By Chloe Games
Photos by Kathryn Harrington
A grey-blue coat of paint enshrouds this East Louisville home in the unmistakable aura of the ocean. Stepping into the foyer, guests are greeted by a display of shells collected from decades of family vacations. You can almost smell the sea breeze. “I always called it our Hamptons home,” the homeowner says, “where every day you can be on vacation.”
The color pallet of the home evokes the calming tones of an ocean escape. “When you ask about the colors of my house, they’re the colors of the ocean, they’re the colors of the grasses, the sand, the sky,” the homeowner says. “That’s how I went with the colors – those that brought calm and the happiest moments for us.”
More than an ode to a seaside retreat, the home unfolds room by room into a reflection of the family who built it. “Really, the house tells a story of our family,” she says. Inspired by the happy moments of post-slopes conversation in a ski lodge, four cushioned armchairs are grouped centrally in the living room, allowing for easy conversation. On the far wall, an intricately-engraved wooden plank once salvaged from a bar provides texture and illuminates one of the homeowner’s design philosophies: endless experimentation. “There are multiple functions for things – just maybe not what they’re intended to be.”
A fireplace brightens the ultra-cozy reading nook at one end of the room, where literary luminaries share shelf space with old yearbooks.“Those are the treasures of my life. It’s not just great books, it’s also our memories. That’s what houses should be: living memories,” the homeowner says.
In this house, memories are tactile: a runner from Turkey cushions hallway footfalls in gentle blues, and in the dining room, a sturdy wooden farm table provides a gathering-place fit for a crowd. When she came across the statement piece in Paris, the homeowner was immediately sure that the table would be coming home with her to Louisville.
Floor-to-ceiling windows and French doors span the length of the living and dining rooms, bringing the outdoors inside no matter the season. “I love to bring the outside in, the inside out. I think nothing of bringing my furniture outside and putting it on the deck,” the homeowner says. On the patio, pinstripe fabrics provide a classic yet livable covering for the daybed and outdoor furniture. Tall grasses surround the pool and resurface throughout the landscape. Trees flourish on the outskirts of the property, and it’s no surprise that all manner of wildlife visit the home. With fond memories of summer camp, the family sought to bring the same emphasis on nature within city limits. “We always said, ‘We want that same camp feeling,’ and that’s what we have.”
Throughout the downstairs hallways, heirlooms and found items piece together a storied family history. Gently weathered shutters from North Carolina frame a hallway window, and an antique music box sparks corridor conversation. An enormous painted screen provides interest in the same first-floor hallway, and you would never guess that it once served as a headboard in the master bedroom. In this home, objects are treated as dynamic elements of design, and no careful placement is treated as a final resting place.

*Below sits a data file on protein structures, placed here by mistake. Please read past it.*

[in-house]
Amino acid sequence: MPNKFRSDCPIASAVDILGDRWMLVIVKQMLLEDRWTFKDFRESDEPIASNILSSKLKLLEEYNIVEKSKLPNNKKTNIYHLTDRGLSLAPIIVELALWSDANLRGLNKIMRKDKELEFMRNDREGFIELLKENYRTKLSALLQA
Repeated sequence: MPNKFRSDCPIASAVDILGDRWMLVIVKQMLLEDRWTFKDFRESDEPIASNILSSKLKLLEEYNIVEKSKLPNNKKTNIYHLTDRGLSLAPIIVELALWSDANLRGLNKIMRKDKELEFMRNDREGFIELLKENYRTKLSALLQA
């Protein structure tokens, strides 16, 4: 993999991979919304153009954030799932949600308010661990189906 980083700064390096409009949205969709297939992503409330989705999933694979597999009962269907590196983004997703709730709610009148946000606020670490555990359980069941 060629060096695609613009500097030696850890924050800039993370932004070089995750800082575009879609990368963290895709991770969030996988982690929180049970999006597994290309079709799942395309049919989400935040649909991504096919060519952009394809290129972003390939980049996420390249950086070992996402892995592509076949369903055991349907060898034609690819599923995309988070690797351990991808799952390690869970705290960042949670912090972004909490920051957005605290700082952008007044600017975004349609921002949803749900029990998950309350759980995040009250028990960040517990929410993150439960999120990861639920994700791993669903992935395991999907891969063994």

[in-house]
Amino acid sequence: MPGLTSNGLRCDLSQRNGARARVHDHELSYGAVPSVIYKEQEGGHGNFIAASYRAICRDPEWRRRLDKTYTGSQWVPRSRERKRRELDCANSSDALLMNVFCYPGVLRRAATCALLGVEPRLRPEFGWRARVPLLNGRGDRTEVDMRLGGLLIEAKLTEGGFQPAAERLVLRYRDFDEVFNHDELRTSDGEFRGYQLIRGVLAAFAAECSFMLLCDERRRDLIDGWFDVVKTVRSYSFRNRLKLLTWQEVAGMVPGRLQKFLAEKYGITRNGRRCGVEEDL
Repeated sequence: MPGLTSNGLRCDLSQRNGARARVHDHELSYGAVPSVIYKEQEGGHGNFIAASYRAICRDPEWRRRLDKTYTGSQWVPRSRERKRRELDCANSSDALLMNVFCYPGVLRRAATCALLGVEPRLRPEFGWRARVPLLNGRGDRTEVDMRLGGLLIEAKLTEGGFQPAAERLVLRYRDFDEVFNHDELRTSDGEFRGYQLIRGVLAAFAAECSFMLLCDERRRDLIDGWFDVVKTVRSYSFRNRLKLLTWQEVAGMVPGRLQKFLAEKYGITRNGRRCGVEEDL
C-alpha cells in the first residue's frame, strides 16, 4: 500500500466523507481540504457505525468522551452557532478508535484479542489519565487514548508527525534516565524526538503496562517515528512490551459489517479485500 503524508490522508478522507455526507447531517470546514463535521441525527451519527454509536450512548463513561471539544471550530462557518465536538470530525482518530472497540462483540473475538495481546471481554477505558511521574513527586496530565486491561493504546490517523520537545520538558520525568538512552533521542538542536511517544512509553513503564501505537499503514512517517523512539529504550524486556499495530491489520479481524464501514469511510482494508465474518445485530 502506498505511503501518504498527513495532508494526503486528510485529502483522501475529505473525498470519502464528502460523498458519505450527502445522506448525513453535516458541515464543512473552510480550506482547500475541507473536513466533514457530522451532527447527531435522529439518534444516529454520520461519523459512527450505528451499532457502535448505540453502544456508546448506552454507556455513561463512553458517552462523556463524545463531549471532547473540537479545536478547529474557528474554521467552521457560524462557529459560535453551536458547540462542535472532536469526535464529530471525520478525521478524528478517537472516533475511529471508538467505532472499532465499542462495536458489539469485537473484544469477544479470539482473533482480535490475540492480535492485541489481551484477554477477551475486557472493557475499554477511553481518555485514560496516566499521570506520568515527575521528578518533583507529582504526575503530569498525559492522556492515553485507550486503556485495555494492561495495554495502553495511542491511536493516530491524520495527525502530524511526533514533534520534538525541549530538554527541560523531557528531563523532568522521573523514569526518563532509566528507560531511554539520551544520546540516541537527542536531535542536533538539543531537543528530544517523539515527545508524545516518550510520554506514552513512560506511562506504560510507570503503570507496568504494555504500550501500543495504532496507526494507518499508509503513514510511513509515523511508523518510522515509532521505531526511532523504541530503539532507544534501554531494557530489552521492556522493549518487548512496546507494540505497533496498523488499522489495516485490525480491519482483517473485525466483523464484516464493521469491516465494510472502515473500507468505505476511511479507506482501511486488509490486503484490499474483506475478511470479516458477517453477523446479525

“My husband can come home and a chair that was in one position one hour will be in a different spot another hour,” the homeowner laughs. She finds endless possibilities in treasures found near and far. An armoire discovered in Florida became a vanity with the addition of a mirror and a sink. Placed at an entryway, fern planters provide a catch-all space for magazines and miscellanea.
In bedrooms, repurposed objects provide a personal touch. Lamps crafted from antique pots illuminate the master suite, and a handed-down typewriter recalls the family member whose workplace it once graced. In the attached bathroom, elegant monograms designate personal space. When topped with a handcrafted bit of pottery, an antique vase becomes a table by the bathtub. For this homeowner, “taking the unusual and making it usual” is a go-to strategy.
The upstairs is illuminated by a massive chandelier that hangs above the stairwell. “This is what the house was built around,” the homeowner explains. A bridge between the past and present, the chandelier was recovered from a previous home, where it “took up the whole foyer.” Now, it adds effortless glamour to a nonetheless family-friendly home.
In the upstairs bedrooms, texture reigns supreme. Grasscloth curtains compliment the home’s gentle color scheme, and in the office, vintage French pillow cases accent a cushioned daybed. With idyllic views of the wooded property, each room is unmistakably livable and inviting. “Comfortable-chic – that would define my house. It’s so comfortable, and nothing stays the same,” the homeowner says.
With family memorabilia and collected items furnishing every room, this home provides a blueprint for building a family-centric space. The homeowner says it beautifully: “I think you should live with what you love.” V